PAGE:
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Doyle offers another lucid, inspiring chronicle of female empowerment and the rewards of self-awareness and renewal.

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UNTAMED

More life reflections from the bestselling author on themes of societal captivity and the catharsis of personal freedom.

In her third book, Doyle (Love Warrior, 2016, etc.) begins with a life-changing event. “Four years ago,” she writes, “married to the father of my three children, I fell in love with a woman.” That woman, Abby Wambach, would become her wife. Emblematically arranged into three sections—“Caged,” “Keys,” “Freedom”—the narrative offers, among other elements, vignettes about the soulful author’s girlhood, when she was bulimic and felt like a zoo animal, a “caged girl made for wide-open skies.” She followed the path that seemed right and appropriate based on her Catholic upbringing and adolescent conditioning. After a downward spiral into “drinking, drugging, and purging,” Doyle found sobriety and the authentic self she’d been suppressing. Still, there was trouble: Straining an already troubled marriage was her husband’s infidelity, which eventually led to life-altering choices and the discovery of a love she’d never experienced before. Throughout the book, Doyle remains open and candid, whether she’s admitting to rigging a high school homecoming court election or denouncing the doting perfectionism of “cream cheese parenting,” which is about “giving your children the best of everything.” The author’s fears and concerns are often mirrored by real-world issues: gender roles and bias, white privilege, racism, and religion-fueled homophobia and hypocrisy. Some stories merely skim the surface of larger issues, but Doyle revisits them in later sections and digs deeper, using friends and familial references to personify their impact on her life, both past and present. Shorter pieces, some only a page in length, manage to effectively translate an emotional gut punch, as when Doyle’s therapist called her blooming extramarital lesbian love a “dangerous distraction.” Ultimately, the narrative is an in-depth look at a courageous woman eager to share the wealth of her experiences by embracing vulnerability and reclaiming her inner strength and resiliency.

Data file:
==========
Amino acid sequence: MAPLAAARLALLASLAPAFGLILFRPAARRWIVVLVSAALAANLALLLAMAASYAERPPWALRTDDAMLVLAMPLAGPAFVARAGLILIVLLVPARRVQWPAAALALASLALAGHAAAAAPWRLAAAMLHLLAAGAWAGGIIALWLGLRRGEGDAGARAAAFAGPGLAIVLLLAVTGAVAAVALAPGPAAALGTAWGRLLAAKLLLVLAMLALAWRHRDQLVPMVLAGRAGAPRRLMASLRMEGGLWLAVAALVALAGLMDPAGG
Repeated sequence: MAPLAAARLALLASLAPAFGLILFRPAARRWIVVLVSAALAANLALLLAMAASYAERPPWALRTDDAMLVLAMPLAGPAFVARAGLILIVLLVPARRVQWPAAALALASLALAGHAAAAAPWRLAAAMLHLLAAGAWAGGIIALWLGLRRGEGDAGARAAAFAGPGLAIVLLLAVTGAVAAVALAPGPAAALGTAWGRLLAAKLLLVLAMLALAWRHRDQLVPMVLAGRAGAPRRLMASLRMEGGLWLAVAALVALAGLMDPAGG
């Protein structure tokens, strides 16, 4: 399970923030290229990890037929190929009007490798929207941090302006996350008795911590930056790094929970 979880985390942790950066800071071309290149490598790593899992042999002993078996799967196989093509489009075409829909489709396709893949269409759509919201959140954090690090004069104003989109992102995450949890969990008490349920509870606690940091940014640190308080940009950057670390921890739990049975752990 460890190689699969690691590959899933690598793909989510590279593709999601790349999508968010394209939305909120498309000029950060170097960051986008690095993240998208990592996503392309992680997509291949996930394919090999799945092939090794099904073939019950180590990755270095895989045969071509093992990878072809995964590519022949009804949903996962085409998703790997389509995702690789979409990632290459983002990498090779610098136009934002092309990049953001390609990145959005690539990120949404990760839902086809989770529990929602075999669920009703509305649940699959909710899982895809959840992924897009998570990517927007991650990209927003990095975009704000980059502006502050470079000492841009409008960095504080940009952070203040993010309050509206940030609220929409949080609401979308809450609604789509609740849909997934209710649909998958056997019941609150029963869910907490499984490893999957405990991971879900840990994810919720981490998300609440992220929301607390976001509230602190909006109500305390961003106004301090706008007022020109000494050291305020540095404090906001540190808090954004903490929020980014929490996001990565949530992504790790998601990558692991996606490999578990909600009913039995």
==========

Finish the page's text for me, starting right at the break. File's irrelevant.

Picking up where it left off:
Doyle offers another lucid, inspiring chronicle of female empowerment and the rewards of self-awareness and renewal.